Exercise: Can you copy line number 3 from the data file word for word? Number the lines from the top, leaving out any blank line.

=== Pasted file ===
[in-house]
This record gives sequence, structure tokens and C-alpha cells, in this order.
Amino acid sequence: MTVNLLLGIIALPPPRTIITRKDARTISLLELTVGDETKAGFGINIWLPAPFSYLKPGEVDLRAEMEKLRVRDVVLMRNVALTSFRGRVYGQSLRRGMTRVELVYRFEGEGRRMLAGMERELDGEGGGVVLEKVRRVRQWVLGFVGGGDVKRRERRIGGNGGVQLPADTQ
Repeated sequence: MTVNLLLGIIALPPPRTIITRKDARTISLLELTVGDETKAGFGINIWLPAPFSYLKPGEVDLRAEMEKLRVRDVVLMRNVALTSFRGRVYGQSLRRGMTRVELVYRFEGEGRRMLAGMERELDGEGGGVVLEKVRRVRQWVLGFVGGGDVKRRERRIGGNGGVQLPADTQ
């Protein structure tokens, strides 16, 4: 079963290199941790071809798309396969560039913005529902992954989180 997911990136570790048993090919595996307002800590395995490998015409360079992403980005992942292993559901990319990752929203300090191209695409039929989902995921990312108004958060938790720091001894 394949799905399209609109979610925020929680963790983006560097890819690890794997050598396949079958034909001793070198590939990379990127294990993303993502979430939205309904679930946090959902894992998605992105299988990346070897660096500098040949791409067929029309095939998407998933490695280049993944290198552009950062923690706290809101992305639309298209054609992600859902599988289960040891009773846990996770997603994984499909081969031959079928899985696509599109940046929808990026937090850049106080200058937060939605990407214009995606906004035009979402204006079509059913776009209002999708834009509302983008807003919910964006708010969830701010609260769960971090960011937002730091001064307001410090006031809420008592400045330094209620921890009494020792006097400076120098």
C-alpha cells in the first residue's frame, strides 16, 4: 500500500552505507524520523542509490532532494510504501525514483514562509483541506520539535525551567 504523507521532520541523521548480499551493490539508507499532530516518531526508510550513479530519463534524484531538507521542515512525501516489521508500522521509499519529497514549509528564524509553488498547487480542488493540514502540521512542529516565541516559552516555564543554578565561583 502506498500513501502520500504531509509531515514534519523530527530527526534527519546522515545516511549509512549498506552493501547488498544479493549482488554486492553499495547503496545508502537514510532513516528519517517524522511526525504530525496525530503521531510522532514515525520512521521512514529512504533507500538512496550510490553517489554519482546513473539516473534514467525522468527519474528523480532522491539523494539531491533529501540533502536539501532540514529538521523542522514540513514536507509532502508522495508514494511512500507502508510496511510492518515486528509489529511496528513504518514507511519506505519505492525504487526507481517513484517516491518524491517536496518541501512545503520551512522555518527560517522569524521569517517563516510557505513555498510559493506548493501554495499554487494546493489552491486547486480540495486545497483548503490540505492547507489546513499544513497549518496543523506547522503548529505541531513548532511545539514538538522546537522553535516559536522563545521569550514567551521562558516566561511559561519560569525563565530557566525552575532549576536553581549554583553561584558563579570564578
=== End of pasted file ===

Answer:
Amino acid sequence: MTVNLLLGIIALPPPRTIITRKDARTISLLELTVGDETKAGFGINIWLPAPFSYLKPGEVDLRAEMEKLRVRDVVLMRNVALTSFRGRVYGQSLRRGMTRVELVYRFEGEGRRMLAGMERELDGEGGGVVLEKVRRVRQWVLGFVGGGDVKRRERRIGGNGGVQLPADTQ